Other equipment: Ab Lounge, total gym, dumbbells, exercise bands, Gazelle freestyle. Gym workout will hopefully start with the high school soon and be done right so lifting should be covered. Football coach is supposed to run it and focus on technique and muscle building.

I’ll be honest, I want to work with him to motivate myself to workout. Doing separate workouts will become a necessity sooner than I want but until then, his workout is mine, as much as I can do, as long as I can do it and as many reps as I can do with him. Minus the weight training.


#5

1 Man Island, I will try and apply some of that. Guess I need to get to work on somethng that can be fine tuned because anything i come up with me rough and probably light in areas and way too heavy in other.

Being a noob, chins are chin ups?
Dead lifts can be done lifting anything right? I don’t have weights but putting together a lumber dead lift weight shouldn’t be too hard.


#6

[quote]fish_4_all wrote:
Priority is my son. If I have to work like he does then so be it. there has to be a way for me to get a coupe of my goals while working out with him and doing what he does. Eventually he will simply surpass what I can accomplish in many areas. I just have to make sure he sees it and I give him a little competition early on to make sure he works harder and builds muscle.[/quote]
Sounds like it’ll be motivating to you both, so definitely go for it. Not sure if your son is lifting or training now, but don’t be surprised if you guys are pretty equal for the first few weeks. Sled work can be a special kind of brutal if you haven’t done it before, so if it’s new to you both, you’ll be starting off from the same point.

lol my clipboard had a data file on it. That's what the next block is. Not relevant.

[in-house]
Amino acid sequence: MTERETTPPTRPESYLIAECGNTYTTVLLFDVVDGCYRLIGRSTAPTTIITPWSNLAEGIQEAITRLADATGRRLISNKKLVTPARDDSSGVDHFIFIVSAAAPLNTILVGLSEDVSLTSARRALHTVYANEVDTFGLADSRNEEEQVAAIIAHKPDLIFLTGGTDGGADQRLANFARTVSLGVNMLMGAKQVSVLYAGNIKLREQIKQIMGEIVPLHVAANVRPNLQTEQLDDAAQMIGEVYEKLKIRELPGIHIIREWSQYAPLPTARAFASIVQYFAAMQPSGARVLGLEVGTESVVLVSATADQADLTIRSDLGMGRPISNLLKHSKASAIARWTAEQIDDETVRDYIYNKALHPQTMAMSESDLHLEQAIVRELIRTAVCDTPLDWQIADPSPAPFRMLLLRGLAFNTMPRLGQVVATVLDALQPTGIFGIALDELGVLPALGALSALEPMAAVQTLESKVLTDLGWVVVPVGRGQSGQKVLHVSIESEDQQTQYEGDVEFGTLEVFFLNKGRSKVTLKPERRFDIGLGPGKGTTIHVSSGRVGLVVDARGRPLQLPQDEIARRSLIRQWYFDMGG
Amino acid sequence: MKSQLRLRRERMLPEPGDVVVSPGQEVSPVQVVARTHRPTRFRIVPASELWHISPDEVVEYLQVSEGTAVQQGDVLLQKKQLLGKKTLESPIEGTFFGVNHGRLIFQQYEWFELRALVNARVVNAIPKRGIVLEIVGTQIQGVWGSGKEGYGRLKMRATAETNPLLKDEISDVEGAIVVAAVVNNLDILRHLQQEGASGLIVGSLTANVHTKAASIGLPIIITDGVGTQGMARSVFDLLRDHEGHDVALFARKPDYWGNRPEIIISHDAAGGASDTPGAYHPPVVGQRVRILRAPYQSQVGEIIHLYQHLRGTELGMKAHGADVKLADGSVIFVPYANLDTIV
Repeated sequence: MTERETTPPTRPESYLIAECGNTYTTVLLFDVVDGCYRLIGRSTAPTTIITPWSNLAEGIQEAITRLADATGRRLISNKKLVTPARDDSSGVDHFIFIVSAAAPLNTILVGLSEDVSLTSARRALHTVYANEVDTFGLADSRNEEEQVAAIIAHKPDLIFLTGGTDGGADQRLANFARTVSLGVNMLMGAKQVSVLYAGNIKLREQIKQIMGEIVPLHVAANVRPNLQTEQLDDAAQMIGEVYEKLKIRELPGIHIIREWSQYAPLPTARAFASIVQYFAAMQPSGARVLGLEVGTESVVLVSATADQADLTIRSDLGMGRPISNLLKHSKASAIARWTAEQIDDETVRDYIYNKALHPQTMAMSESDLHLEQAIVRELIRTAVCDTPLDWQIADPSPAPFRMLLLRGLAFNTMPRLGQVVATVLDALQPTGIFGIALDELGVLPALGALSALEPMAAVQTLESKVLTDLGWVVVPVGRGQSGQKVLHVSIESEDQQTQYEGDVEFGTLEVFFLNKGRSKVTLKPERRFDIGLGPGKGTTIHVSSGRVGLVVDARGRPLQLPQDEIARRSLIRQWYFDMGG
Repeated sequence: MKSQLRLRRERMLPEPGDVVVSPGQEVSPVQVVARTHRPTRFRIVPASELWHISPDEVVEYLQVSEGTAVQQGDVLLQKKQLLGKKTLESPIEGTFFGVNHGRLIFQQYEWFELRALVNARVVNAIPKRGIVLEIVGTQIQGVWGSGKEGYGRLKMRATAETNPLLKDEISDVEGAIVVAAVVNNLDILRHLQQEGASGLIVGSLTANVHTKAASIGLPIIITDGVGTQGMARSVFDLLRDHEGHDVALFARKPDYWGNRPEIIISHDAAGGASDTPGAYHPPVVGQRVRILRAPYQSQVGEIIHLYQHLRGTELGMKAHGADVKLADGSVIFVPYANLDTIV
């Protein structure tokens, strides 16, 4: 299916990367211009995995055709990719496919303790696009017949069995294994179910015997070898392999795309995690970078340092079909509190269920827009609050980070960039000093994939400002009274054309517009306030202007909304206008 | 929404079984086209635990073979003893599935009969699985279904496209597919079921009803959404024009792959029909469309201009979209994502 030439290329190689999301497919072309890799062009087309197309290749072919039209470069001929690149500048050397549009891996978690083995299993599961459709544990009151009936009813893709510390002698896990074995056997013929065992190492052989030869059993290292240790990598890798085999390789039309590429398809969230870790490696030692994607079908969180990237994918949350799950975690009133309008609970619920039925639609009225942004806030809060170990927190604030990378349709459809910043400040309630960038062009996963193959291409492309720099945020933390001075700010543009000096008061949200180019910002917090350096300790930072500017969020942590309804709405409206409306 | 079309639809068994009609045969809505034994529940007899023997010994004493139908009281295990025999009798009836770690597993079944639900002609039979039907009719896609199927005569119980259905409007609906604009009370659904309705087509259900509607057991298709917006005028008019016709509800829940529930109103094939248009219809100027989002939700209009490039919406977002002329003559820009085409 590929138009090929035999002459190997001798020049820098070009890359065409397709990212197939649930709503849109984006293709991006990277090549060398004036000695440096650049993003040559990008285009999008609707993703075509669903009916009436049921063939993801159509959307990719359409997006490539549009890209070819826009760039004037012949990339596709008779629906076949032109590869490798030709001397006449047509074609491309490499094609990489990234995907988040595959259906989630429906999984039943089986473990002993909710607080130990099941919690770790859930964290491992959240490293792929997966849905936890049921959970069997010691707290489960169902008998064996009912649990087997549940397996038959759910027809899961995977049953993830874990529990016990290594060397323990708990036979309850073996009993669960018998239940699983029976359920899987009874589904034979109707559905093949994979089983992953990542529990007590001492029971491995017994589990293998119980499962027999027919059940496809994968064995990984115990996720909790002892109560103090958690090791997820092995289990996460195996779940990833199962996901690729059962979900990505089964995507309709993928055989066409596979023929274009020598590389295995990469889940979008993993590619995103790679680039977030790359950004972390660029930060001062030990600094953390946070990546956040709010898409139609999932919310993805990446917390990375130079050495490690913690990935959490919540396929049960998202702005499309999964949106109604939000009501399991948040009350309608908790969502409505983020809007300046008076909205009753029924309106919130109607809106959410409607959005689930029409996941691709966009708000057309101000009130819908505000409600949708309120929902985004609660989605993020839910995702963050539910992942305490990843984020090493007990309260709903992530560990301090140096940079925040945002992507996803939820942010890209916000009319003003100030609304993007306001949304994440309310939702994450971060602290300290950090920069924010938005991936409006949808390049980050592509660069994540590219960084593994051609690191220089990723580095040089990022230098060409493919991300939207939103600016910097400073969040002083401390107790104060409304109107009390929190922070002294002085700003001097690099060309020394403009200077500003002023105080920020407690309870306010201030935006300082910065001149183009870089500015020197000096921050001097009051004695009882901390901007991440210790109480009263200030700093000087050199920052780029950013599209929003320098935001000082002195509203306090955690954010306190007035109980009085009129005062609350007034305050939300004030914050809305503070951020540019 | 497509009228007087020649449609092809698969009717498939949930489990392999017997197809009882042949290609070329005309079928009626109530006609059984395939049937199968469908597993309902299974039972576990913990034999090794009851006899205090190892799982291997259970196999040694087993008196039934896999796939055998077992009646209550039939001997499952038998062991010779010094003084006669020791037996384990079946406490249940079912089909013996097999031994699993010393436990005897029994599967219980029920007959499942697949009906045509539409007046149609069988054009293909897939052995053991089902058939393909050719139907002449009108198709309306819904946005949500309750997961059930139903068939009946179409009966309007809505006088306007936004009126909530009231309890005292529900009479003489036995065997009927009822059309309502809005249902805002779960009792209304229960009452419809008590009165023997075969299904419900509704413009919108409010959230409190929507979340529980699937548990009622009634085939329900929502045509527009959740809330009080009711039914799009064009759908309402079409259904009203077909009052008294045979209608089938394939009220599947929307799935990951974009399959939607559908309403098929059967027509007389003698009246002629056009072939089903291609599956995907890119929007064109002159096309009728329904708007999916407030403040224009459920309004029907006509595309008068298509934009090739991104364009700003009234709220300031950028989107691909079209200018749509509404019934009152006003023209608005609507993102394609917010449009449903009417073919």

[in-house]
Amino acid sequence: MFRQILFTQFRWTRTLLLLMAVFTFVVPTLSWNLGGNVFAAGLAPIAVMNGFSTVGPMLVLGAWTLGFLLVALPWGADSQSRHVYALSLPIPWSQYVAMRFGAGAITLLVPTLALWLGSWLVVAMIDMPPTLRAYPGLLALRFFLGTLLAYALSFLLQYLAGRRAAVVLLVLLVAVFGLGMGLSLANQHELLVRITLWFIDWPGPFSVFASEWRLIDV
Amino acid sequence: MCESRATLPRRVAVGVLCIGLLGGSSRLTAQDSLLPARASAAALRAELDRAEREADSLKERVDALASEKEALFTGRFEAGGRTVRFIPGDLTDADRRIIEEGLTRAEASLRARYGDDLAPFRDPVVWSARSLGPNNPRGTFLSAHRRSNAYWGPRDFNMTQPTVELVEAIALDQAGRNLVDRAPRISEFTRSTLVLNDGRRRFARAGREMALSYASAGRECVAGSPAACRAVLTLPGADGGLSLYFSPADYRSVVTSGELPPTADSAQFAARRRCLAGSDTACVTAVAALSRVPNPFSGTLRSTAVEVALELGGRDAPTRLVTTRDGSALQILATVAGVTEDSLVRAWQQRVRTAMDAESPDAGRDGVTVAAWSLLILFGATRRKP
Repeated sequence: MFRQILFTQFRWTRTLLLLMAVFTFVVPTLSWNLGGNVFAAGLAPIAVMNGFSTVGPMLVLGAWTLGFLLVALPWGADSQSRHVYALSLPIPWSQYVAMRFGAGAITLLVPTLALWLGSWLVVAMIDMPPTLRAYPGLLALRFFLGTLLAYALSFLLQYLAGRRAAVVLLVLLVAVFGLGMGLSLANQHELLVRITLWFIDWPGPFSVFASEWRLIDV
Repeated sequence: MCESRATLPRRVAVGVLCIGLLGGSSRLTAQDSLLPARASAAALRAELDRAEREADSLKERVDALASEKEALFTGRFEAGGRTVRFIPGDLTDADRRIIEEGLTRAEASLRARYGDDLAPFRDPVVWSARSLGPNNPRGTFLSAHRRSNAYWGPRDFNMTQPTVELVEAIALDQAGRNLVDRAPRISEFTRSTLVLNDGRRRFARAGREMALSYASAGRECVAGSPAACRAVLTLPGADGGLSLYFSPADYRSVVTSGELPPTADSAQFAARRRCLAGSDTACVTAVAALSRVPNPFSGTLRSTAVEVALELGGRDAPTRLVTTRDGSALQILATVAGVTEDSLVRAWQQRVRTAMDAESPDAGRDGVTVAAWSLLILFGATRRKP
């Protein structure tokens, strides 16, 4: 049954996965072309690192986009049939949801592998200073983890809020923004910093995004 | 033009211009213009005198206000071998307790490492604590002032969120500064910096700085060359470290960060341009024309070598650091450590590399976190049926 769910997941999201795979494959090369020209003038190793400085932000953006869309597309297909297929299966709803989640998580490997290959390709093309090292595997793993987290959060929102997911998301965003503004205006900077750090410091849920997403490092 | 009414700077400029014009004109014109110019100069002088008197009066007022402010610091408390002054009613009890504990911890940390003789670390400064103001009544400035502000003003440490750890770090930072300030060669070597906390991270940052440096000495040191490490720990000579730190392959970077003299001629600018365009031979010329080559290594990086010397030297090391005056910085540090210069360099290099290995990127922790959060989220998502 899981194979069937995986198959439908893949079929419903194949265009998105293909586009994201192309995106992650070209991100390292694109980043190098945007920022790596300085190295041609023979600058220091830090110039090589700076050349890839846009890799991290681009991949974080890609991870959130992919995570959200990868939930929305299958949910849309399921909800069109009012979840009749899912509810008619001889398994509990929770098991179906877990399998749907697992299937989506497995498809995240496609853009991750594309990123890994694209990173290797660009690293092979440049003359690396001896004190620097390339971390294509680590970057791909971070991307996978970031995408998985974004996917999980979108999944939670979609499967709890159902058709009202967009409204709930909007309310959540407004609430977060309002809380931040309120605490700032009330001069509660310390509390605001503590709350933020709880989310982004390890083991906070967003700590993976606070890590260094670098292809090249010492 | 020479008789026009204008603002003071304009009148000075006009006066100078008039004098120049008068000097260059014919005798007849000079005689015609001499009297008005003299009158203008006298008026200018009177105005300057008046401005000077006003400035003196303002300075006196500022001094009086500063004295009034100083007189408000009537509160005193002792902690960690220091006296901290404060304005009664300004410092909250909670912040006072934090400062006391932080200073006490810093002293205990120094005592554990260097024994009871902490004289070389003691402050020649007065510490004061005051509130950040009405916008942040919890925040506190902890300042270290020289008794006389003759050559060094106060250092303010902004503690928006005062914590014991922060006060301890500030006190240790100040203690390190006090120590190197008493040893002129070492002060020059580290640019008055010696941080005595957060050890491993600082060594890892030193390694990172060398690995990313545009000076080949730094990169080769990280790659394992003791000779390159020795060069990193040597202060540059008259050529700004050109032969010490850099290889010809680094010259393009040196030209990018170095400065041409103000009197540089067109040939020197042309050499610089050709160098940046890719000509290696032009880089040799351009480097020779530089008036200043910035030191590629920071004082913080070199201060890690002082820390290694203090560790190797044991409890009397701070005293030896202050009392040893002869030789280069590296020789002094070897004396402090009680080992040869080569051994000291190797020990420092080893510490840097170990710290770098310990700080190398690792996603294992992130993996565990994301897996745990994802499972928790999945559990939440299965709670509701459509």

Gotcha. You definitely know what you can/can’t do better than I do, so just work within your capabilities and push things (smartly) whenever possible. Some kind of resistance training, whether it’s lifting weights, bodyweight stuff, bands or whatever, is necessary to build muscle. When guys drop bodyfat by doing lots of cardio, even weighted sled work, but not lifting, that’s how you end up smaller, lighter, but still jiggly without any real “tone” to the muscles.

Okay yeah, so it sounds like you’ve got a relatively-decent conditioning base, it’s just mostly a bodyfat issue. With that in mind, you should be able to go hard in the training, and use the tightened-up nutrition to drop the fat. Good stuff.

Heads up, the “thing” I see with young guys who have abs is that they hate to lose their abs. So if he starts gaining weight and puts on a little fat, he might freak out, get hesitant about eating enough, and cut back on food. This is extremely short-sighted thinking on his part. Gaining 20 pounds, even if 10 is fat, will change his strength and physique for the better in the long run, especially if he’s getting into football.

Between the bands and the dumbbells (presuming you have a decent range), that’s plenty to put together a solid plan with a little planning.

Sounds like the best you can do. And like I said before, it should be pretty motivating for both of you. Also, “I go, you go”-type workouts, where your only rest is while the other person is moving the sled, are absolutely killer and can be a great way for two people to push each other while training.

[quote]Being a noob, chins are chin ups?